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  #1  
Old 08-04-2012
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Kidney Calcium Oxalate Stone Management!

A 31-year-old man comes to his physician's office two weeks after being seen in the emergency room for acute nephrolithiasis. He passed his stone in the emergency room and he reports that it was made of calcium oxalate. He is concerned about recurrences, as the pain was very severe. Which of the following is the most appropriate next step in management?

A. Initiation of thiazide diuretic therapy
B. Initiation of loop diuretic therapy
C. Initiation of allopurinol therapy
D. Maintenance of an alkaline urine
E. Maintenance of large urine volumes via copious water consumption
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Old 08-04-2012
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Answer A thiazide diuretics decreases renal excretion of calcium..Hence decreases chance of nephrolithiasis..

Next step is to work up for Idiopathic hypercalcinuria...
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Old 08-04-2012
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A
prevention for calcium oxalate stone is with thiazide "most appropriately"
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Old 08-04-2012
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the first thing we do to prevent stones is increase water consumption right?
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Old 08-04-2012
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Quote:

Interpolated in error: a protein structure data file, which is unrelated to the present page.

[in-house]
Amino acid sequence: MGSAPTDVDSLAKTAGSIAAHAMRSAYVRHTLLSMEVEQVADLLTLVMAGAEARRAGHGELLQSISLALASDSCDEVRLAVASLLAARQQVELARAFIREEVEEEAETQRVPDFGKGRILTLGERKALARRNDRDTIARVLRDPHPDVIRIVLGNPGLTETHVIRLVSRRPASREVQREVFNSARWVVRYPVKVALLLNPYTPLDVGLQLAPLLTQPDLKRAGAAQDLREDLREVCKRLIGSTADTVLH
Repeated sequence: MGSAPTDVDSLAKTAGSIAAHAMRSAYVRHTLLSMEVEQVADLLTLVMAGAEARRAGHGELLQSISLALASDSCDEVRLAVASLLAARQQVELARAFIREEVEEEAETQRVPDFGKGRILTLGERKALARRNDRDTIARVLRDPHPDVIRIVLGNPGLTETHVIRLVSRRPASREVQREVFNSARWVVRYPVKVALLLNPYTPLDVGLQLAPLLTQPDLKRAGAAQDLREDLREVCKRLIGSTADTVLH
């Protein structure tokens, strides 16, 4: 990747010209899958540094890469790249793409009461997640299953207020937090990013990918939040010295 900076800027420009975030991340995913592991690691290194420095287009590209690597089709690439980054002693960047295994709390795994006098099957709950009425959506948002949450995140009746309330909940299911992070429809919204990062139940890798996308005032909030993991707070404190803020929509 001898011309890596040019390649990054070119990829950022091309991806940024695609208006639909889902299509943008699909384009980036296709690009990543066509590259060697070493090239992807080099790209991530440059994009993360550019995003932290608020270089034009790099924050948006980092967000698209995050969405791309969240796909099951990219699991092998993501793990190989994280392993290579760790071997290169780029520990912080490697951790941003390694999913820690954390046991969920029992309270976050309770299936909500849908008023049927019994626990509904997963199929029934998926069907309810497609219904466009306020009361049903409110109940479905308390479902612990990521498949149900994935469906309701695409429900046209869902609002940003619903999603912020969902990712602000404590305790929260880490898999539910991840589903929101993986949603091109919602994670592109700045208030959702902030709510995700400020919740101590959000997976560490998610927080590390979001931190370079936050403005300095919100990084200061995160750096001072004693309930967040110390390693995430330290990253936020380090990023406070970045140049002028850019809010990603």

Originally Posted by sonu.agarwall View Post
the first thing we do to prevent stones is increase water consumption right?
yes absolutely correct ....... increase fluid intake to greater than 2L / day ....
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Old 08-04-2012
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I'd say E)
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Old 08-05-2012
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Quote:
Originally Posted by stfidel View Post
A 31-year-old man comes to his physician's office two weeks after being seen in the emergency room for acute nephrolithiasis. He passed his stone in the emergency room and he reports that it was made of calcium oxalate. He is concerned about recurrences, as the pain was very severe. Which of the following is the most appropriate next step in management?

A. Initiation of thiazide diuretic therapy
B. Initiation of loop diuretic therapy
C. Initiation of allopurinol therapy
D. Maintenance of an alkaline urine
E. Maintenance of large urine volumes via copious water consumption


Explanation:
The correct answer is A.
The composition of the stone is the most important component in designing therapy
to prevent future events of nephrolithiasis. Calcium stones account for approximately
80% of all stones. Hypercalciuria is usually present and may be idiopathic
or secondary to some other cause. Calcium stones may also precipitate around
a uric acid nidus, even in patients in whom hypercalciuria is not present.
If dietary measures are not effective in decreasing calciuria, then a thiazide
diuretic may be utilized to increase calcium reabsorption by the kidney.
Initiation of loop diuretic therapy (choice B) is contraindicated, as loop diuretics promote hypercalciuria.
Initiation of allopurinol therapy (choice C) is indicated in the treatment of uric acid stones or when hyperuricosuria is present with calcium stones.
Maintenance of an alkaline urine (choice D) is only useful if the patient also has hyperuricosuria.
Maintenance of large urine volumes via copious water consumption (choice E) is recommended to all acute stone patients but has limited efficacy in preventing recurrence of disease.
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